Recognizing Women’s Needs: A Key in Agriculture Production and Food Security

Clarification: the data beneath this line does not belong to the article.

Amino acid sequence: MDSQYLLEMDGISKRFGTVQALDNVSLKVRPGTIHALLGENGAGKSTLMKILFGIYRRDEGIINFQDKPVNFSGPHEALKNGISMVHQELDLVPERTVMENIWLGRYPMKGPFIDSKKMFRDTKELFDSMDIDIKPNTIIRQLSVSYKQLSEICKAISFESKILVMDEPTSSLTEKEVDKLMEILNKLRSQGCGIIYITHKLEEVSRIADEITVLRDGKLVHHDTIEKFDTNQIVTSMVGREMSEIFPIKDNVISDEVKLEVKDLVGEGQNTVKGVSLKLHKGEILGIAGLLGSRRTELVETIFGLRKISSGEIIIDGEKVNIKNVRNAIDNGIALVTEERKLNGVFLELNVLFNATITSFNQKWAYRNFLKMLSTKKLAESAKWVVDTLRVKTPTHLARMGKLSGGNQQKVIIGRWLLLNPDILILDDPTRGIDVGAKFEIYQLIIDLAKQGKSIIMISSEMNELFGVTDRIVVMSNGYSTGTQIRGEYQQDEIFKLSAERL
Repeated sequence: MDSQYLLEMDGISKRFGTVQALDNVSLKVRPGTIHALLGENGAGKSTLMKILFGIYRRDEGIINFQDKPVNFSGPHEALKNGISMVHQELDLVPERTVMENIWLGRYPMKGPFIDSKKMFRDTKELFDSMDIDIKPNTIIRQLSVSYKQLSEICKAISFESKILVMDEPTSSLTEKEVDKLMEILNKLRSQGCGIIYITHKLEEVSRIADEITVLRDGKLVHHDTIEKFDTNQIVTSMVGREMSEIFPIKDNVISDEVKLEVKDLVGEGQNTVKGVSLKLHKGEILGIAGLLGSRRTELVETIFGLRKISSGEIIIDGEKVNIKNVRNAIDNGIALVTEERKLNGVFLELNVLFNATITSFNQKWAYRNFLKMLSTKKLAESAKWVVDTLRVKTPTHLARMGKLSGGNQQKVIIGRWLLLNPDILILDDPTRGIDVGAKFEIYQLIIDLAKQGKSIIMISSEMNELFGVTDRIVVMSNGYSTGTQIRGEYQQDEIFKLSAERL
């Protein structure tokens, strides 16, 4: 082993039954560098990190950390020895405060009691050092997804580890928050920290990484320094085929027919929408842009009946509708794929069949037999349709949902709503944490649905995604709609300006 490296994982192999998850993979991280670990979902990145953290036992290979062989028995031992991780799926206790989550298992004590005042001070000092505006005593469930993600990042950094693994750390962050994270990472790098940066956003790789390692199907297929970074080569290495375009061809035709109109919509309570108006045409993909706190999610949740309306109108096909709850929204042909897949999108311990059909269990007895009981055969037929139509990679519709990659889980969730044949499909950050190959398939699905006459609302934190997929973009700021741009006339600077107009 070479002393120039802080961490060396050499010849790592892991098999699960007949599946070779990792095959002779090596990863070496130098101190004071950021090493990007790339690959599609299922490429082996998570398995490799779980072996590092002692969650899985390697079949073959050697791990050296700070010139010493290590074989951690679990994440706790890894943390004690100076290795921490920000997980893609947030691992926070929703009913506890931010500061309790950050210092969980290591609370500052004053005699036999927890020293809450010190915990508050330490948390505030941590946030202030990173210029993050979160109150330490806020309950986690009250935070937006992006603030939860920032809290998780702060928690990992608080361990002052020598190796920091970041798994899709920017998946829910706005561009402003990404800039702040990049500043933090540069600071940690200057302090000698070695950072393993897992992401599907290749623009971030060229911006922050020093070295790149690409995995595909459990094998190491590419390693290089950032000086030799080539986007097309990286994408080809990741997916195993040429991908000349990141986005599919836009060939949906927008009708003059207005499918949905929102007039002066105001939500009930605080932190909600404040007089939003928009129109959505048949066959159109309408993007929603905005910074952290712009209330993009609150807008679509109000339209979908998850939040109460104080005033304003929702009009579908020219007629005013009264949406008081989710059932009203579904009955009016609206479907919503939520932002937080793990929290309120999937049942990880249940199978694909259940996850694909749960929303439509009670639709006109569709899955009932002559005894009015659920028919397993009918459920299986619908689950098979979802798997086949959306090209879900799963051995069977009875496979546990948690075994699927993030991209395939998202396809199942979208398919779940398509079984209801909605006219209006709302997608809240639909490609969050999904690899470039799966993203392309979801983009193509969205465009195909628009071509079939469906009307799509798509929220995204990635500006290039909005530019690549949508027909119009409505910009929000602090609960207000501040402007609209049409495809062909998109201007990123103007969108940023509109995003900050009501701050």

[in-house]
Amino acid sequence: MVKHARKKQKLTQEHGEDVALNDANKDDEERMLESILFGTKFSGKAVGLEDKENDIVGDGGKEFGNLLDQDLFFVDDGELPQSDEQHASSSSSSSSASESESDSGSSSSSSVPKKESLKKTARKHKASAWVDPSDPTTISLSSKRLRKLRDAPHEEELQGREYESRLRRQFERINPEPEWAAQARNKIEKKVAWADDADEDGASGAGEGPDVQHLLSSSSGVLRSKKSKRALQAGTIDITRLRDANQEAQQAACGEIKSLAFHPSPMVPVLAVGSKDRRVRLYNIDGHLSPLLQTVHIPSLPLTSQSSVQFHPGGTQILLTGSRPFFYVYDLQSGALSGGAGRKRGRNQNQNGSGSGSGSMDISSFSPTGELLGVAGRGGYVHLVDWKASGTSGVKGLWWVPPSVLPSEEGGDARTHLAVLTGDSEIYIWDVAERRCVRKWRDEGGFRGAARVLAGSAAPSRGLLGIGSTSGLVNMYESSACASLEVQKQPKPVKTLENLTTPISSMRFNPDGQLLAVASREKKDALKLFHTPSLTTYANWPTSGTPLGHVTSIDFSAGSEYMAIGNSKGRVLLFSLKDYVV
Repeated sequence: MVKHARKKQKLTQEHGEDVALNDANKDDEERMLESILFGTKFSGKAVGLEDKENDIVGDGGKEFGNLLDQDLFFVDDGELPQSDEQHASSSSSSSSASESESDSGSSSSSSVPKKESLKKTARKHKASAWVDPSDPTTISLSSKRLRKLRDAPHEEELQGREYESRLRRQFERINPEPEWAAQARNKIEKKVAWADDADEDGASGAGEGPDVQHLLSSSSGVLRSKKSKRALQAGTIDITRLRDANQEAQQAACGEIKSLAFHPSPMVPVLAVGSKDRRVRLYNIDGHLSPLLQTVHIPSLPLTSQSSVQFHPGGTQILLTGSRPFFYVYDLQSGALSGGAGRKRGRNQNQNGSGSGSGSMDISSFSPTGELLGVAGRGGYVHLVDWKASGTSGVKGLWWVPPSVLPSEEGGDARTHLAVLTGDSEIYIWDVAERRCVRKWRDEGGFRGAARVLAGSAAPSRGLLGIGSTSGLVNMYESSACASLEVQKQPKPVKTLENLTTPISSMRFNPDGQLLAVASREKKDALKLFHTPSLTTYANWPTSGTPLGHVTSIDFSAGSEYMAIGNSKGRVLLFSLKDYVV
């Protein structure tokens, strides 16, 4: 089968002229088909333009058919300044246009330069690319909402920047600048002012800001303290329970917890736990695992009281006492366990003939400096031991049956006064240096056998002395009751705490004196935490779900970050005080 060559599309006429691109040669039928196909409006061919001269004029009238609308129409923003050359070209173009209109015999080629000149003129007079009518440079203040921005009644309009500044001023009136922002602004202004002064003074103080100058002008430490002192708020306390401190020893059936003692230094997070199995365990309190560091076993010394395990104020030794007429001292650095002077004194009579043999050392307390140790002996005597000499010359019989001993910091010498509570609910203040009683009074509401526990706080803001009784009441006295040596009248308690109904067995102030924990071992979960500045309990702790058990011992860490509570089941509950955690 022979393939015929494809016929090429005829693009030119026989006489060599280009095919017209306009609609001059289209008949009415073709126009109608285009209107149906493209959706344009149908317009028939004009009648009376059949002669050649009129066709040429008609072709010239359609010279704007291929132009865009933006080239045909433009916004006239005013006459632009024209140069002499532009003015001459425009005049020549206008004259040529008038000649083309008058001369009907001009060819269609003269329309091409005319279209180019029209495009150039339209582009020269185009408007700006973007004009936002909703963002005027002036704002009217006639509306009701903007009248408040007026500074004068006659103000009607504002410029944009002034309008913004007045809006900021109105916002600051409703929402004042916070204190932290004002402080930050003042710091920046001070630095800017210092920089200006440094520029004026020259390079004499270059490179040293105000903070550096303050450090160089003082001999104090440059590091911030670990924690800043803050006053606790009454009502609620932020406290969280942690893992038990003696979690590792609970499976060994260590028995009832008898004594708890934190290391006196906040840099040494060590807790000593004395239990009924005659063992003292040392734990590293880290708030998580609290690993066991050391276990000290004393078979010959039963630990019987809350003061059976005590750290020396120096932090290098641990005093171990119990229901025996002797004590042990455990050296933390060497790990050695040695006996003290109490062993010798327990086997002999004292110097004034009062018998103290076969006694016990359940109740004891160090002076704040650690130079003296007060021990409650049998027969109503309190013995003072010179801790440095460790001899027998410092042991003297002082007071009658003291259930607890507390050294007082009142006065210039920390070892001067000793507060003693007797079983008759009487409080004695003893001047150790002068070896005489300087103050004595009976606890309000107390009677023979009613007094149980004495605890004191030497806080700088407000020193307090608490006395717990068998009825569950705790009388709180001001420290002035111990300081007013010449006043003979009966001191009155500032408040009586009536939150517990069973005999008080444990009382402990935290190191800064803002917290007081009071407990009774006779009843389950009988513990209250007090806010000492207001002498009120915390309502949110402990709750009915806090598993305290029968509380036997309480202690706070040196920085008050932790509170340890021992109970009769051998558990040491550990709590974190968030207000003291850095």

The Women and Gender in International Development discussion series offers an opportunity for scholars and practitioners to share their research and knowledge surrounding gender and international development. Dr. Ozzie Abaye will talk about her research in the developing world. Women have been denied access to both financial and land resources throughout history. Yet, they contribute more than their share to agriculture and food security on a daily basis. Through USAID-ERA (United States Agency for International Development – Education and Research in Agriculture (USAID-ERA) a project that aimed (delivered) to revitalize the agricultural sector through education, research, and discovery, and outreach, implemented several agricultural interventions at the community, private, and public sector levels using the land-grant model. Some of the agricultural interventions focus on those that have the explicit goal of improving food security by supporting women at the village levels. Two of such projects are a small-scale silage project designed to conserve forages to feed small ruminants during the dry season and the introduction mungbean, to diversify the diets mainly composed of cereal crops. Mung bean is a greater source of protein and fiber when compared to its cultural counterpart, cowpeas, and other staple grains. The presentation will focus on the initial contribution of these two women targeted projects on perceived women’s health and productivity.